Mundanthurai Tiger Reserve (Tamil Nadu) and Attayar
in Peppara Wild Life Sanctuary (Kerala) (Figure 1).
Figure 1. Map showing the Western Ghats and the distribution of Poeciloneuron pauciflorum (insight).
Copyright © 2011 SciRes. AJPS
Analysis of Genetic Diversity in Poeciloneuron Pauciflorum Bedd.
An Endemic Tree Species from the Western Ghats of India
2.2. Genomic DNA Isolation and RAPD
Total genomic DNA from the young leaves was isolated
following the modified Murray and Thompson [24] me-
thod using CTAB. After ethanol precipitation DNA was
resuspended in 100 µl of 1xTE buffer (pH 8.0). The
DNA was quantified spectrophotometrically by taking
the absorbance at 260 nm using Biophotometer (Ep-
pendorf, Hamburg). RAPD assay was carried out in 25 µl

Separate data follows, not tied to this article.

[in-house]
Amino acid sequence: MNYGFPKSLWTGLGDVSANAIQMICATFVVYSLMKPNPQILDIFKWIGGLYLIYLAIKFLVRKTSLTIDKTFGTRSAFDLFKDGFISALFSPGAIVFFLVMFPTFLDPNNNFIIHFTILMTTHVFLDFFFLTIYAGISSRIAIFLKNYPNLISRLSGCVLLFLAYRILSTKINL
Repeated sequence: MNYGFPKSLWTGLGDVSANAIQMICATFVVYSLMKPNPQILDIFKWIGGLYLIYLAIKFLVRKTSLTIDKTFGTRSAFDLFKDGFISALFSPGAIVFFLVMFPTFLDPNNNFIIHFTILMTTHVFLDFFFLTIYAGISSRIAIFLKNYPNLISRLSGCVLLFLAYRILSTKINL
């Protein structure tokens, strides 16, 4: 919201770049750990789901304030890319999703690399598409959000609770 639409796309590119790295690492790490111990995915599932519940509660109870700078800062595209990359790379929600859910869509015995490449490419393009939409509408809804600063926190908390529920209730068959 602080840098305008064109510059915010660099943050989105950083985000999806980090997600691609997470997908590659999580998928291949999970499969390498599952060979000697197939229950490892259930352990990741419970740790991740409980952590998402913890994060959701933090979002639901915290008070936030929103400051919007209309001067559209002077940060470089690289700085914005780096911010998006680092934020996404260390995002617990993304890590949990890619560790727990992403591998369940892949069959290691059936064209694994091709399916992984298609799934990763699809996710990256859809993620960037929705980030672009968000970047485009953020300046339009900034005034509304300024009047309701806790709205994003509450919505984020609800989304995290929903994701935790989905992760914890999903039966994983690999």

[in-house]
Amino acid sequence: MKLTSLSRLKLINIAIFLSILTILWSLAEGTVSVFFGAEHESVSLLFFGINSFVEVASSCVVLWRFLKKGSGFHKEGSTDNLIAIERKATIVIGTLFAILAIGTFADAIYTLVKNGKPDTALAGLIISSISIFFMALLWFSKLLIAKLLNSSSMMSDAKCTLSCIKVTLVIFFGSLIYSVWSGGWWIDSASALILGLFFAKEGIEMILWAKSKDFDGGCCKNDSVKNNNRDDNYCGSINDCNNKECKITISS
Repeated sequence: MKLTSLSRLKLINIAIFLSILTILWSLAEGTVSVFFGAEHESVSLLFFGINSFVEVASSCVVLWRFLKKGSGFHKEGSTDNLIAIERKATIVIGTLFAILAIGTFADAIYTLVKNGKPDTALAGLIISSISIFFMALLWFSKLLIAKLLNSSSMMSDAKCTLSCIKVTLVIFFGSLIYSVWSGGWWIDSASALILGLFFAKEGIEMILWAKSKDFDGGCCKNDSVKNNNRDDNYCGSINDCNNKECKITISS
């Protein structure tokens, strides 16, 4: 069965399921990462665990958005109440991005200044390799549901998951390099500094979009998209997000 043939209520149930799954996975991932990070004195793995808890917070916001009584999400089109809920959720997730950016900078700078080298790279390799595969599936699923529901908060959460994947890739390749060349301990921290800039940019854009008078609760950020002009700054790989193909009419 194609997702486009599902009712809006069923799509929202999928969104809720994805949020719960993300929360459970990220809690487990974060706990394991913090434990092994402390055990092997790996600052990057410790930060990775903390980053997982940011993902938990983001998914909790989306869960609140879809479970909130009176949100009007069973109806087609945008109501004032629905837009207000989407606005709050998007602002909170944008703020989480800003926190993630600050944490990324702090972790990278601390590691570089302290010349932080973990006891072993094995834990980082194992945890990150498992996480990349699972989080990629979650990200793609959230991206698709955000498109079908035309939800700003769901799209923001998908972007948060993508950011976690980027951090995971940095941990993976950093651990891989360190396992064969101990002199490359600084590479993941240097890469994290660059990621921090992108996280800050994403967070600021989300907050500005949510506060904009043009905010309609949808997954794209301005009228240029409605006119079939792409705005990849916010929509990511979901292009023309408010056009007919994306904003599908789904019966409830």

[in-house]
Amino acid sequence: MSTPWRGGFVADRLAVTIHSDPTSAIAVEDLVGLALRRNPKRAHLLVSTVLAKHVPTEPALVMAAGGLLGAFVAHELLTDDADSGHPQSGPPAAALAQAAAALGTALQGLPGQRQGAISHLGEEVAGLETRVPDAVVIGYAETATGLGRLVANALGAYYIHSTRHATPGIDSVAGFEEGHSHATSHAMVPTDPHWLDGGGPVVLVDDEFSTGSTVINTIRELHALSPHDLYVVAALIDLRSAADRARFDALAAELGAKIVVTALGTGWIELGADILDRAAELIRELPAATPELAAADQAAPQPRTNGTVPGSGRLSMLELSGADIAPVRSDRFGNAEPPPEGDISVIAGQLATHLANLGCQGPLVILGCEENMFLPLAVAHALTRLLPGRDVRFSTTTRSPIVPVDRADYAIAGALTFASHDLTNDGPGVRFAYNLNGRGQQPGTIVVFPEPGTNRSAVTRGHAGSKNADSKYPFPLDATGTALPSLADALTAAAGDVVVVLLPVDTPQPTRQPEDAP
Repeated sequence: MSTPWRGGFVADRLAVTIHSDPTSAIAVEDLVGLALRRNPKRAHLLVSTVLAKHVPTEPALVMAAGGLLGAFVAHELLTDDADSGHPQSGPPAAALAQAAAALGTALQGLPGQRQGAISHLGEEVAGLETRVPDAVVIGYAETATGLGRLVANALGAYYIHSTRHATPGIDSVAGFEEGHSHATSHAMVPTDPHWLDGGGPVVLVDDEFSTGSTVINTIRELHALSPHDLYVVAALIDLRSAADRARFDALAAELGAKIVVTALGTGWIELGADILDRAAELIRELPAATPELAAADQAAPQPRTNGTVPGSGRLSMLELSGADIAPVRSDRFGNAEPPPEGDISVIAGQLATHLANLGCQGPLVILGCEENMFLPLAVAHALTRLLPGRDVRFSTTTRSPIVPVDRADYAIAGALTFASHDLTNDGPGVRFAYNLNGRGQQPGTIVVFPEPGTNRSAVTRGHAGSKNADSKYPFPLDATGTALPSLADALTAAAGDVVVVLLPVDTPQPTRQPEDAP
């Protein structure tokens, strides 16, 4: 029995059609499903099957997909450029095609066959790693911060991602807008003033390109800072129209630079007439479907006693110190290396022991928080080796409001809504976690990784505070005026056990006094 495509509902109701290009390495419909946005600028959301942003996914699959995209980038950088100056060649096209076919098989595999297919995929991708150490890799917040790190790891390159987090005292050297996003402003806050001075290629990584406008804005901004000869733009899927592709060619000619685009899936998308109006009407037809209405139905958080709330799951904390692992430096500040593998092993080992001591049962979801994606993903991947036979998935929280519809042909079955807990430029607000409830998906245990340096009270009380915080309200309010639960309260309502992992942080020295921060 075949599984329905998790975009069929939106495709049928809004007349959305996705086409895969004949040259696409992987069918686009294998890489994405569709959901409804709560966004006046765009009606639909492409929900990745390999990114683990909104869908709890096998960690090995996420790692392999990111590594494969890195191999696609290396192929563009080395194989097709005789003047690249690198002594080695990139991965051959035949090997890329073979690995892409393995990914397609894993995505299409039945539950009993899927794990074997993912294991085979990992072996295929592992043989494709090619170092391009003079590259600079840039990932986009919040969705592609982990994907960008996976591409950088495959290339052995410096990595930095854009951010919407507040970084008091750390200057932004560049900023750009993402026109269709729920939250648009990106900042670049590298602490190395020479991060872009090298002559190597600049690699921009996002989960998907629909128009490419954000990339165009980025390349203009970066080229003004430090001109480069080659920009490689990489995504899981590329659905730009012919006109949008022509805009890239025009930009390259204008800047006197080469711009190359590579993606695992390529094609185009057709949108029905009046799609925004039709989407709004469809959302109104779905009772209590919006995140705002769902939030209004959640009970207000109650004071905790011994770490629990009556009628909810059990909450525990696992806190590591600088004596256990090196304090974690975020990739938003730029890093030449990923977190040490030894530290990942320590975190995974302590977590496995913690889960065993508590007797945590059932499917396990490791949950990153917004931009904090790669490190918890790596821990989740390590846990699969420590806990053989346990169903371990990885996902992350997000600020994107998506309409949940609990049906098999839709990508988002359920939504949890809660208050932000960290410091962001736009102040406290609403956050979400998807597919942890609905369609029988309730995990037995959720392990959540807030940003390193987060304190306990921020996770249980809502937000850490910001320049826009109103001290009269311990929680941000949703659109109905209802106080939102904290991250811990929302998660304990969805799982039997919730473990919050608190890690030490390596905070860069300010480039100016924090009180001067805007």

reaction mixture containing 0.5 µl dNTPs (0.2 mM), 2.5 µl
10X polymerase buffer (10 mM Tris-HCl, 1.5 mM
MgCl2, 50 mM KCl, 0.1% Triton X-100), 0.5 µl Taq
DNA po- lymerase (1.0 U/µl) (Finnzymes, Helsinki,
Finland), 1 µl primers(15 pmol) from Kit “C”, Kit “D”
and Kit “S” (Biogene, USA) and 50 ng of genomic DNA.
The final volume was made up to 25 µl by adding milli Q
water. The amplification was performed in a thermal
cycler (Eppendorf-ESP-S, Hamburg) with oil free opera-
tion. After the initial cycle of 2 min at 94˚C, 2 min at
36˚C and 2 min at 72˚C, 38 cycles of 1 min at 94˚C, 1
min at 36˚C and 2 min at 72˚C were performed. The last
cycle was followed by 7 min extension at 72˚C. Reaction
mix- ture wherein template DNA replaced by distilled
water was used as negative control. Amplified products
were resolved in 1.4% agarose gel (1x TBE) followed by